REPRESENTATIVES:

Aye.

DEPUTY SPEAKER ORANGE (48TH):

All those opposed nay. The ayes have it, the amendment is adopted. (Gavel) Would you care to remark on the bill as amended? Representative Scanlon.

REP. SCANLON (98TH):

Thank you, Madam Speaker. What this bill, it sounds like a pretty complicated title but it's a very simple bill. And what it does is it tries to give our insurance companies a tool that they can use to sell a product in the state.

To date, ten other states in our country have passed a bill allowing insurance -- domestic insurance companies -- to sell what are known as surplus lines insurance policies. What is a surplus lines insurance policy? Essentially it's someone that's very risky or unusual and is not someone that traditionally the insurance would decide to write a policy for.

This bill would allow them to actually market those policies and sell those policies in the State of Connecticut. I think it's a good bill that our domestic insurance companies would benefit greatly from as ten other states have done and I urge my colleagues to support this very common sense bill.

Thank you, Madam Speaker.

DEPUTY SPEAKER ORANGE (48TH):

Thank you, sir. Would you care to remark, the good Ranking Member of the Insurance Committee, Representative Sampson, you have the floor again, sir.

REP. SAMPSON (80TH):

Thank you very much, Madam Speaker, and thanks to the Chairman for his description of the bill. I do have a couple of questions I'd like to ask through you, Madam Speaker, and the first one is I'm hoping that --

DEPUTY SPEAKER ORANGE (48TH):

Please proceed, sir.

REP. SAMPSON (80TH):

Thank you, I'm sorry. I'm hoping that the Chairman might give us some enlightenment in what makes a surplus lines insurance company different than other types of insurance companies.

Through you, Madam Speaker.

DEPUTY SPEAKER ORANGE (48TH):

Representative Scanlon.

REP. SCANLON (98TH):

Through you, Madam Speaker, it's not that they're different, it just allows them to sell a different kind of policy. It's the same domestic insurance companies that we come to know popularly. This just allows them to sell a different product.

Through you, Madam Speaker.

DEPUTY SPEAKER ORANGE (48TH):

Representative Sampson.

REP. SAMPSON (80TH):

Thank you, Madam Speaker. My understanding of a surplus lines company, often called an excess and surplus lines company, is one that is not admitted into the state to sell product and often because there are no other sources to obtain the type of insurance or the risk that's before domestic or local insurance companies and these folks are allowed into the market place to make sure that that product is available to consumers so that they have a protection.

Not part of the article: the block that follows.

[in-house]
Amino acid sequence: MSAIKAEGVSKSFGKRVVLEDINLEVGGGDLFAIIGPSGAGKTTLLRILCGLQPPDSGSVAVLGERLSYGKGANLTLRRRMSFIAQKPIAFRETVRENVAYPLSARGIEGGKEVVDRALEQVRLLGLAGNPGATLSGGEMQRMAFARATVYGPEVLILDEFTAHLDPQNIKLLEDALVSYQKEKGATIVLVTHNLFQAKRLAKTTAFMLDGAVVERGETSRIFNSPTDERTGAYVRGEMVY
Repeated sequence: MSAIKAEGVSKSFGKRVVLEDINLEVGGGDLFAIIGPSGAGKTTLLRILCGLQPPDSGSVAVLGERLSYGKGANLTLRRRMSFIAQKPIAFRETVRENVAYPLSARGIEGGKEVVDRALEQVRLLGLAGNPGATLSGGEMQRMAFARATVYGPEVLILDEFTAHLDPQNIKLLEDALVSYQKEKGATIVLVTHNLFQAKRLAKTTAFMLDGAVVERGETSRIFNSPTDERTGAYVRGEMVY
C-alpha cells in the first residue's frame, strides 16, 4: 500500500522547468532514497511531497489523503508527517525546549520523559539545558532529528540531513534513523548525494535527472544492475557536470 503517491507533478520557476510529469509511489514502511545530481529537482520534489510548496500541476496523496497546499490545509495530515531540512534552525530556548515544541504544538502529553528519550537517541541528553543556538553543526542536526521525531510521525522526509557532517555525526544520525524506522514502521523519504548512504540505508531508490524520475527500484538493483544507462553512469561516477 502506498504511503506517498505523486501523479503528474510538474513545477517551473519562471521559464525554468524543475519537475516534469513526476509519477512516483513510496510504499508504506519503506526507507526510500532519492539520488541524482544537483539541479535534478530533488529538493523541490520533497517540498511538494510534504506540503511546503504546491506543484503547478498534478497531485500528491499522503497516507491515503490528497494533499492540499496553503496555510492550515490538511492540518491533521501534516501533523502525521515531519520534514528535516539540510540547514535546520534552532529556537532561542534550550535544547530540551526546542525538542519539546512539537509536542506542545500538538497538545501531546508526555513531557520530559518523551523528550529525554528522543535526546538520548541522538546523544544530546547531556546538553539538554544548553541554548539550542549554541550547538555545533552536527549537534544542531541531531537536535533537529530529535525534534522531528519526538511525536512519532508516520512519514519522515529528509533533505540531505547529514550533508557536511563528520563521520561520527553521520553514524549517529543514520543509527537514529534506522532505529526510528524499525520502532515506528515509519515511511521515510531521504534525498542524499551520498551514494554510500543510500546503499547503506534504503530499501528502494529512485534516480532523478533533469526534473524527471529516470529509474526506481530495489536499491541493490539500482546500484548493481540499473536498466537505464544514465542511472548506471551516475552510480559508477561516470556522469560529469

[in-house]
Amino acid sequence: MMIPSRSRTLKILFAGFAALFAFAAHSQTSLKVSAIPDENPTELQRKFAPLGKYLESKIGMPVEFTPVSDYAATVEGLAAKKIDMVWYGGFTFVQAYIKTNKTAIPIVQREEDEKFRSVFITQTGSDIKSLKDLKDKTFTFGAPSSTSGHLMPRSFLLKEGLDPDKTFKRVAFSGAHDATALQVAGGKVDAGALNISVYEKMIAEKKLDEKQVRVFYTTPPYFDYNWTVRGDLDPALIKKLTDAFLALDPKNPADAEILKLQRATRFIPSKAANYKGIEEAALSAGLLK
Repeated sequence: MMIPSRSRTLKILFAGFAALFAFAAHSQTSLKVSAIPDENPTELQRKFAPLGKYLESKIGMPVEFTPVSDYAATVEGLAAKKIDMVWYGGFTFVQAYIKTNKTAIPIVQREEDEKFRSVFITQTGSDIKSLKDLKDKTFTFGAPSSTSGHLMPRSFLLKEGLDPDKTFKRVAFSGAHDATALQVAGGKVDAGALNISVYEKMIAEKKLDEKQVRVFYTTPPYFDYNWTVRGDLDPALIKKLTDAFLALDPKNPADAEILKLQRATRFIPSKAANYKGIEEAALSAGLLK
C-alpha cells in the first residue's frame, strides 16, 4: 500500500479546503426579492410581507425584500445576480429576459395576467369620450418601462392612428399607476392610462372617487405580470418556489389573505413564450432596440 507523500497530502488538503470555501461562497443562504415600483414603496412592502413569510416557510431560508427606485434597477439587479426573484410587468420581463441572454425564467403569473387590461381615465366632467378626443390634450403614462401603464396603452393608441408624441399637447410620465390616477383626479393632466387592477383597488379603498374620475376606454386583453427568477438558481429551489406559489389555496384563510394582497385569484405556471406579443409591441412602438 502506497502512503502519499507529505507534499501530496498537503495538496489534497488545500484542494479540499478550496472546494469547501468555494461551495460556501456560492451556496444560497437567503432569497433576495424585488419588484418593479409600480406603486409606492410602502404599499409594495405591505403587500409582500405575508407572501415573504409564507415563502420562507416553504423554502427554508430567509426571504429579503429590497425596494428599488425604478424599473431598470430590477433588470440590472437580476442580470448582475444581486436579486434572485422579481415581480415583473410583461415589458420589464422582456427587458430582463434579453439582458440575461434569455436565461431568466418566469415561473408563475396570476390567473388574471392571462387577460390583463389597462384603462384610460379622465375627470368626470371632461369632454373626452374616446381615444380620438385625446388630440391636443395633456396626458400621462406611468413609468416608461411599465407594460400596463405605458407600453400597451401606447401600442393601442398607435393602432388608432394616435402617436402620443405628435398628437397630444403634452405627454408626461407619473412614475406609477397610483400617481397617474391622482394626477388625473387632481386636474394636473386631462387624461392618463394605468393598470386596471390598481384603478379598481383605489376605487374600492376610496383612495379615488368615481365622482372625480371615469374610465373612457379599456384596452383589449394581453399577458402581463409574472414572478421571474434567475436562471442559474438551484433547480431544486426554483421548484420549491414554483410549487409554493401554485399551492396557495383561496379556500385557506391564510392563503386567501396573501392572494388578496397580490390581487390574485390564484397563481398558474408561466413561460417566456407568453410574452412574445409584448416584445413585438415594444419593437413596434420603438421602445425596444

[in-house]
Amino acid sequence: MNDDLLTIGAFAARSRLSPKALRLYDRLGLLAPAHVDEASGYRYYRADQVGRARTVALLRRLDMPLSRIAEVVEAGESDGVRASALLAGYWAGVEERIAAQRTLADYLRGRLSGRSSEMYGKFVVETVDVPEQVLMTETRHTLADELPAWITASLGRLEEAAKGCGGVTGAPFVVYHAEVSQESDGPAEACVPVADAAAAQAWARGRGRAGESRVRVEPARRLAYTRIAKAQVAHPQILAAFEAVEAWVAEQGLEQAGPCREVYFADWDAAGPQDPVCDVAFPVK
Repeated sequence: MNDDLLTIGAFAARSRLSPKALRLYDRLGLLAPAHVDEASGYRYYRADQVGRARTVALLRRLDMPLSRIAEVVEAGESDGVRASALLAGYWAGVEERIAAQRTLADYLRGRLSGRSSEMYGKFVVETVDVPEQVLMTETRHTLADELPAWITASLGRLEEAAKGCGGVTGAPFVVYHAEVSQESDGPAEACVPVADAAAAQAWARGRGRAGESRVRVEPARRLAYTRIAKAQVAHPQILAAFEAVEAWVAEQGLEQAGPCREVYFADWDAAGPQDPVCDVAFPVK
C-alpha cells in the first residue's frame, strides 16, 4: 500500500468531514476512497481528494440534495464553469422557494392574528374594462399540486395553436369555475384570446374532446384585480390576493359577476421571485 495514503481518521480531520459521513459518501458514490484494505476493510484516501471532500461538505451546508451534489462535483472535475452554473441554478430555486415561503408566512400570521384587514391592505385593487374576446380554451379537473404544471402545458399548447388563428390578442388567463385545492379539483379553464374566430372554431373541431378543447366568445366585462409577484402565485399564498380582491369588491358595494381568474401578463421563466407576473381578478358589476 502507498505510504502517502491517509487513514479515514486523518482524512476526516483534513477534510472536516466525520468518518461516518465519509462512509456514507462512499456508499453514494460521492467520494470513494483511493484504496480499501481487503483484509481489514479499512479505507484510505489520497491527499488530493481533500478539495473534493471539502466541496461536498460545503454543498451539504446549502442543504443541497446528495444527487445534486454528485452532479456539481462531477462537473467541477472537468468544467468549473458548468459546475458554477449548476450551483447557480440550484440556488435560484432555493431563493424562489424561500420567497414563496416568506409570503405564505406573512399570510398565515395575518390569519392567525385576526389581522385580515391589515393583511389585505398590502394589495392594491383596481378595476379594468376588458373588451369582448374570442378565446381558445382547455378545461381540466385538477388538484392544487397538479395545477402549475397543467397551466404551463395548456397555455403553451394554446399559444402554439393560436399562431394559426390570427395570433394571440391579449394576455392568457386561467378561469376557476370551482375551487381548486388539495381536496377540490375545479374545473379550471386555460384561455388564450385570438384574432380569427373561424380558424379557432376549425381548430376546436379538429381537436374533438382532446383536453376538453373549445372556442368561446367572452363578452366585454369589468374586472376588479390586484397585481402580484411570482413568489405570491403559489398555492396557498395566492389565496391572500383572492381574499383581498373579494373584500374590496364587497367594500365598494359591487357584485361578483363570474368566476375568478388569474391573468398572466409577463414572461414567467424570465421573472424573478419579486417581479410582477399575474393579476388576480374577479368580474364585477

The bill before us essentially allows a domestic insurer, an insurance company that's in our state already, to act as an excess and surplus lines company much like ones that would be outside the state. And I believe the bill is here before us because there is an opportunity for the State of Connecticut to help a particular insurance company get into this market and engage in this business.

I think that's a good thing, I wanna see us act proactively in allowing the insurance industry to, you know, move swiftly and come up with products and services that they could offer to consumers that might help on premiums and grow business and jobs in our state.

But at the same time, we've gotta make sure that we are very cautious and we provide the proper consumer protections in all cases.

And in this particular case, we're referring to a type of insurance that is regulated to a little less of a degree than typical insurance companies might in our state.

And because of that, I would just like to flush out what the differences really are and what we are allowing by passing this legislation. So through you, Madam Speaker, can the Chairman tell me what the requirements the insurance department places on domestic insurers versus surplus lines insurers?

Through you, Madam Speaker.

DEPUTY SPEAKER ORANGE (48TH):

Representative Scanlon.

REP. SCANLON (98TH):

Through you, Madam Speaker, there are obviously a host of differences between them but one of the primary differences in this instance between a domestic carrier and a surplus lines insurer is that they have to have at least $ 15 million dollars of capital in order to be deemed eligible to be a surplus lines insurer by the insurance department.

Through you, Madam Speaker.

DEPUTY SPEAKER ORANGE (48TH):

Representative Sampson.

REP. SAMPSON (80TH):

Thank you, Madam Speaker. From my reading of the bill and the amendment that was just adopted, it appears that we are making the requirement for a domestic surplus lines insurer so that they have to achieve that $ 15 million dollar standard.

Am I correct based on what the Chairman just indicated that an insurer that is not a surplus lines insurer does not need to have that significant a financial requirement?

Through you, Madam Speaker.